Why is it so hard for organizations to manage change?
Jick (1993) defines change as "a planned or unplanned response to pressure and forces. Change is inevitable and organizations, which do not respond to change, are likely to struggle and may eventually, die. Change however can be painful and therefore needs to be managed, as the empirical evidence points to approximately 66% of major changes as failures. Fortune 500 executives claim that this is not because of a lack of resources but resistance to the change. Managing change will facilitate the achievement of strategic goals of the organization, which is its primary focus.
Change in an organization is influenced by two opposing forces: one that drives for change and one that resists. Driving forces may be external or internal e.g. a company's source of funding is being increased or decreased or there is pressure to use technology while the resisting forces are usually internal e.g.
group fears new ideas and prefers to do things the way they have always been done. In accordance with Lewin's (1951) force field model this equilibrium must be disturbed in a planned way in order to bring about change.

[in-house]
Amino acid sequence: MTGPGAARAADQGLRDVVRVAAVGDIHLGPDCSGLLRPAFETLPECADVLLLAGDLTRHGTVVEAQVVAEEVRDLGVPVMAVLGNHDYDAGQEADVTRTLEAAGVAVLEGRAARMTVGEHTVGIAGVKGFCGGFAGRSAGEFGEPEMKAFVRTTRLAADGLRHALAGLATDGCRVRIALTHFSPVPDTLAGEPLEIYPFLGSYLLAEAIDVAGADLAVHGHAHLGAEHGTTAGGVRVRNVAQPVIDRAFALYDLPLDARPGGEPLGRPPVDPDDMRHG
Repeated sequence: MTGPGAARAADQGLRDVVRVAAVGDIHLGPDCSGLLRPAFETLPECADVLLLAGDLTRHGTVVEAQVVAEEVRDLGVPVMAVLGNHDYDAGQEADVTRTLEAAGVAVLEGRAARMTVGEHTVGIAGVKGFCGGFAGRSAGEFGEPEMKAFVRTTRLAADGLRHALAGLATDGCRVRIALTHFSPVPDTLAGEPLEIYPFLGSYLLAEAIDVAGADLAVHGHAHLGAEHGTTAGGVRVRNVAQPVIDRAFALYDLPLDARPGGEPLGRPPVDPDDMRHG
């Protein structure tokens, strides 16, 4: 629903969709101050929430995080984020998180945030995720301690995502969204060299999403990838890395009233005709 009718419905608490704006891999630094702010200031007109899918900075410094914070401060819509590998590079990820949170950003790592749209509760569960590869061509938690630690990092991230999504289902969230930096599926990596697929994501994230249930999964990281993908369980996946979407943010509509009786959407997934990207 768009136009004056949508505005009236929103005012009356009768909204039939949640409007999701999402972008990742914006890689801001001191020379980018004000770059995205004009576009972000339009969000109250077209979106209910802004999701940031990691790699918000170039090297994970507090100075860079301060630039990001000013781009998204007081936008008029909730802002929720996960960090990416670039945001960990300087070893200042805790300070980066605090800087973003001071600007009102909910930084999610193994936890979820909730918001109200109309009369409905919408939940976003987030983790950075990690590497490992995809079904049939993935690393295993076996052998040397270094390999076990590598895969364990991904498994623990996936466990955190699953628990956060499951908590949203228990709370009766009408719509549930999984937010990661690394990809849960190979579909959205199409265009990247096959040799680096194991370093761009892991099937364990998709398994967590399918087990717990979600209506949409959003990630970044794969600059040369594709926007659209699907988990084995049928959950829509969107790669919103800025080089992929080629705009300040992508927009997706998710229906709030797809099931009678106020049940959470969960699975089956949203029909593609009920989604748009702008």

Resistance to change may be experienced from two sources the organization and the individual.
Organizations, their various departments and subsidiaries are often as resistant to change as individuals frequently through their:
Design- a highly bureaucratic where there is little delegation of responsibility and autonomy for employees would not readily lend itself to change and systems such as JIT and TQM.
Culture - highly authoritarian and bureaucratic cultures are difficult to change
Resource limitations- the resources required may be considerable and unavailable
Inter - organizational agreements - these may prevent the organization from implementing any change which might be seen as a breach to the agreement...